Valuation

L10Y TTM P/E Analysis

 

CSX

Mean: 16.3x

Low: 5.9x

High: 24.7x

Current: 13.2x

 

Relative to the S&P 500

Mean: 0.95x

Low: 0.54x

High: 1.32x

Current: 0.905x

 

Relative to UNP

Mean: 0.95x

Low: 0.59x

High: 1.5x

Current: 0.78x

 

Relative to NSC

Mean: 1.05x

Low: 0.63x

High: 1.5x

Current: 1.07x

 

BNI purchase by Berkshire Hathaway on 11/3/09:

19x TTM P/E

 

CSX is also trading at least 1 standard deviation below its historical average relative P/E to less comparable Class I railroads CP, CNI, and KSU.

 

Return forecasts and estimated probabilities:

Base case: $29, p=60%. Industrial production growth 1% + inflation 4% + pricing 1% = 6% growth.

Upside: $36, p=20%. IP growth 1.5% + inflation 3.5% + pricing 2% = 7% growth.

Downside: $19, p=20%. IP growth 1% + inflation 3% + no pricing = 4% growth, PTC cost $1.5B in present value.

Expected Value = $28, +28%

Base / Downside:  2 / 1

Upside / Downside: 4 / 1

 

 

Risks

  • Increasing cost of PTC— In 2008, Congress enacted the Rail Safety Improvement Act (the “RSIA”).  The legislation includes a mandate that all Class I freight railroads implement a positive train control system (“PTC”) by December 31, 2015.  The Association of American Railroads recently advised the Federal Railroad Administration on behalf of the industry that a nationwide interoperable PTC network cannot be completed by the December 31, 2015 deadline. Federal legislation introduced in both the House of Representatives and the Senate would, if approved, delay the final implementation of PTC from three to five years. CSX previously estimated that the total multi-year cost of PTC implementation would be at least $1.2 billion for the Company. This estimate is currently being re-evaluated due to upward pressure on these costs.
  • Legislation that limits fuel surcharges or price increases above inflation—fuel surcharges were first implemented in the early 2000s and have continued since that time which largely protects railroads from increasing locomotive diesel fuel prices. There have been various lawsuits filed against railroads alleging that fuel surcharges are illegal but thus far none have resulted in material fines or findings for plaintiffs. Prior to 2000 rail stock price movements correlated negatively (-0.4) with oil prices; between 2000-2006 the correlation was positive 0.9. If fuel surcharges were eliminated or minimized this would be extremely detrimental to CSX’s value.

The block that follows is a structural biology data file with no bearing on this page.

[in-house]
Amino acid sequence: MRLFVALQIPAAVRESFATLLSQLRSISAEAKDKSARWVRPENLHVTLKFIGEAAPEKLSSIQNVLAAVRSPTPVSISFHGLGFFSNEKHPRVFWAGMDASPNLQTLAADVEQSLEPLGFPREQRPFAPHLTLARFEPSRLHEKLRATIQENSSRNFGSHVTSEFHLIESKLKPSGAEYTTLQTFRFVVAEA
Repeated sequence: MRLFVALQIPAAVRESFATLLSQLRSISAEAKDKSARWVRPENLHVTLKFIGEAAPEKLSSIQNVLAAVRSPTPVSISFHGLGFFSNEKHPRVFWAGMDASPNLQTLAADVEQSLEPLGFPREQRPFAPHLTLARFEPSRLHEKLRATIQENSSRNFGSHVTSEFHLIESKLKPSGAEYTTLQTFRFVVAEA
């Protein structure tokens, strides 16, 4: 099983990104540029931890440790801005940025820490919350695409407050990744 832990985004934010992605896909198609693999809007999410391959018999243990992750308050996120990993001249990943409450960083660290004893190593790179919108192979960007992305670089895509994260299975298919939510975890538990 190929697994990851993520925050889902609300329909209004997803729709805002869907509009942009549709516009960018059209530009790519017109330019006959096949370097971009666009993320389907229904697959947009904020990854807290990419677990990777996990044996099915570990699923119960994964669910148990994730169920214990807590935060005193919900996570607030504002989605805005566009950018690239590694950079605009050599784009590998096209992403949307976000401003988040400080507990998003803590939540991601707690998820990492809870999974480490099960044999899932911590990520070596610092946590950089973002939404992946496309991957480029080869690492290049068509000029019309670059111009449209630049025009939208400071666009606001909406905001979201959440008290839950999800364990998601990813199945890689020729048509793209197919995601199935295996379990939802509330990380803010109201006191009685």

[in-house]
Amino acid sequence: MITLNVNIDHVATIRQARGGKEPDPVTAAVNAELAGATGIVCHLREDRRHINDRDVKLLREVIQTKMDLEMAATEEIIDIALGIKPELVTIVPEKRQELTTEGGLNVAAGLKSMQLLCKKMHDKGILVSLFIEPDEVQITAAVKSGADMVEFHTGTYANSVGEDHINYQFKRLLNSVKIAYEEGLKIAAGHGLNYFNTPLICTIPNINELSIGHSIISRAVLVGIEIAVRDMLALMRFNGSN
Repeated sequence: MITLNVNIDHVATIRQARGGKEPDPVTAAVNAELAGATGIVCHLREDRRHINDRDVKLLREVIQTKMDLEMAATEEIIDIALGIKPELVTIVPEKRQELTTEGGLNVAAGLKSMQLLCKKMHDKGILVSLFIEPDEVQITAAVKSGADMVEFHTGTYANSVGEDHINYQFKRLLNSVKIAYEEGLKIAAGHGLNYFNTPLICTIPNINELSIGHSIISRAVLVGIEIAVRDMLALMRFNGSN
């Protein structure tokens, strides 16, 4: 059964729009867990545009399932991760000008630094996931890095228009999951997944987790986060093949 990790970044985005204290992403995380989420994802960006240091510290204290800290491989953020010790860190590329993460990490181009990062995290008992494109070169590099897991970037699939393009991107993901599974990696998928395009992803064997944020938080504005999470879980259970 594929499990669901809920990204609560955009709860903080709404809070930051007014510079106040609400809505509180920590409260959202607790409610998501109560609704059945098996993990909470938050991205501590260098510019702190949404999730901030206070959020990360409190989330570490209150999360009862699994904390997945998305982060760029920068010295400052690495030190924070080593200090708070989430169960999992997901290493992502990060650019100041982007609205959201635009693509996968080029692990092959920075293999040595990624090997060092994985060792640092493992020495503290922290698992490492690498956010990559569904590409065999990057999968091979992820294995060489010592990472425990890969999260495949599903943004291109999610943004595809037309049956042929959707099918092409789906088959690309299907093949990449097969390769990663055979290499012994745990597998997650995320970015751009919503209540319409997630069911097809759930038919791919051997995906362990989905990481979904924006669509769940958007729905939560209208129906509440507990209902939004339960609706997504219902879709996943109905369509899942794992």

• Worse than expected utility coal volume declines—in the near term, 1-2 years, this would weaken the investment case for CSX as earnings would barely grow. Over the longer term, 3-5 years, as utility coal would shrink to an immaterial percentage of the business, this would not impact the value proposition.

Catalyst

  • Rising gas prices—because railroads use less fuel per mile of transported goods, rising fuel costs hurt them less than trucking companies.
  • New stock buyback authority—3 of the past 4 years CSX has bought back about $1.5-1.6B in stock and as of 2/15/12 it only has $556mm remaining on its current authority. A large new authority would indicate continued commitment to share repurchases and confidence in the company’s 2012 performance.
  • Legislation limiting or slowing natural gas fracking—this could increase the price of natural gas and limit further switching by utilities, thus stabilizing or driving up utility coal demand.
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    Description

    I am recommending a long position in the common stock of CSX Corp (CSX). I wrote most of this report prior to last Thursday and Friday’s +10% increase in CSX stock price off its low on Wednesday. I still think the stock is attractive here and based on the JPM conference presentation there should be increased confidence in CSX’s 2012 performance and therefore possibly lower downside in the stock. On the other hand we’ve missed that +10% move and the upside over any time period is thus reduced by that amount.

    The only long railroad recommendations I can find on VIC are UNP from 2004 (+322%), reiterated in 2010 (+69%), and BNI from 2001 (+293%) and 2007 (+23%). Otherwise there is a short CP recommendation from 2011 with some good Q&A around railroad valuations and Capex vs. depreciation, revenue adequacy, and the probability of future regulation that will possibly hurt railroad profitability. The 2007 BNI writeup has some good background on the railroad industry as well. I mention this because the railroads are very solid businesses with seemingly permanent cost advantages relative to trucking, which is an industry perhaps 8-9x the size in terms of total revenues. Yet the high capital expenditures required to maintain the business likely turns off many investors. Still railroads produce a lot of FCF and CSX in particular appears to be undervalued as I discuss further below.

     

    Investment Highlights

    Wide moat from network effects, barriers to entry, economies of scale, and efficient scale—assets are impossible to replicate, costs are low relative to the major alternative, trucking.

    Oligopoly with rational actors in combination with competitive advantages leads to significant pricing power—pricing has increased at a 6% CAGR since 2001.

    Well run business that has improved dramatically over the past decade—operating margin has increased from 18% in 2002 to 29% in 2011.